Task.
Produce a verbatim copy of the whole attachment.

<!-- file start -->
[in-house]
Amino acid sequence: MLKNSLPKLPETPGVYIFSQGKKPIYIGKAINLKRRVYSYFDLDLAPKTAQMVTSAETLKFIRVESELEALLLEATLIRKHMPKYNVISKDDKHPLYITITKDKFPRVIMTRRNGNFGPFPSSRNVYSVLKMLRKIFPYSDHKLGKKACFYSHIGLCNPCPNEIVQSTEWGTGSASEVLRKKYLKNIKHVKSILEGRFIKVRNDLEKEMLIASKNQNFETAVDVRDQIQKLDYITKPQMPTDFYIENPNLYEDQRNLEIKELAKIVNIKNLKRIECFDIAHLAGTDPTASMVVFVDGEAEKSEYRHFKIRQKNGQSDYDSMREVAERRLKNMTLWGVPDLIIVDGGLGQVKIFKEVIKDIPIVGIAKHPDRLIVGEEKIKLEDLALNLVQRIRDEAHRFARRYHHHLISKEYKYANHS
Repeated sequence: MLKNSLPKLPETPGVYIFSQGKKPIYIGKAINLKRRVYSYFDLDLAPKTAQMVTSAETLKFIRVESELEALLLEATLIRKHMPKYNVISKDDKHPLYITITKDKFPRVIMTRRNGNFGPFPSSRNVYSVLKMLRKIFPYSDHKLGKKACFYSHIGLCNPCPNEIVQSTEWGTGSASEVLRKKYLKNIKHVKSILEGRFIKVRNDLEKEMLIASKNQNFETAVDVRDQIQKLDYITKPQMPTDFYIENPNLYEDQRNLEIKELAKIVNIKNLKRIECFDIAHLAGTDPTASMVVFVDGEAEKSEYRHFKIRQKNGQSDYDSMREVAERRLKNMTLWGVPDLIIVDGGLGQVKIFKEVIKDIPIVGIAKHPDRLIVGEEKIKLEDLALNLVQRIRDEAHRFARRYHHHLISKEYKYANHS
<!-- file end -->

[in-house]
Amino acid sequence: MLKNSLPKLPETPGVYIFSQGKKPIYIGKAINLKRRVYSYFDLDLAPKTAQMVTSAETLKFIRVESELEALLLEATLIRKHMPKYNVISKDDKHPLYITITKDKFPRVIMTRRNGNFGPFPSSRNVYSVLKMLRKIFPYSDHKLGKKACFYSHIGLCNPCPNEIVQSTEWGTGSASEVLRKKYLKNIKHVKSILEGRFIKVRNDLEKEMLIASKNQNFETAVDVRDQIQKLDYITKPQMPTDFYIENPNLYEDQRNLEIKELAKIVNIKNLKRIECFDIAHLAGTDPTASMVVFVDGEAEKSEYRHFKIRQKNGQSDYDSMREVAERRLKNMTLWGVPDLIIVDGGLGQVKIFKEVIKDIPIVGIAKHPDRLIVGEEKIKLEDLALNLVQRIRDEAHRFARRYHHHLISKEYKYANHS
Repeated sequence: MLKNSLPKLPETPGVYIFSQGKKPIYIGKAINLKRRVYSYFDLDLAPKTAQMVTSAETLKFIRVESELEALLLEATLIRKHMPKYNVISKDDKHPLYITITKDKFPRVIMTRRNGNFGPFPSSRNVYSVLKMLRKIFPYSDHKLGKKACFYSHIGLCNPCPNEIVQSTEWGTGSASEVLRKKYLKNIKHVKSILEGRFIKVRNDLEKEMLIASKNQNFETAVDVRDQIQKLDYITKPQMPTDFYIENPNLYEDQRNLEIKELAKIVNIKNLKRIECFDIAHLAGTDPTASMVVFVDGEAEKSEYRHFKIRQKNGQSDYDSMREVAERRLKNMTLWGVPDLIIVDGGLGQVKIFKEVIKDIPIVGIAKHPDRLIVGEEKIKLEDLALNLVQRIRDEAHRFARRYHHHLISKEYKYANHS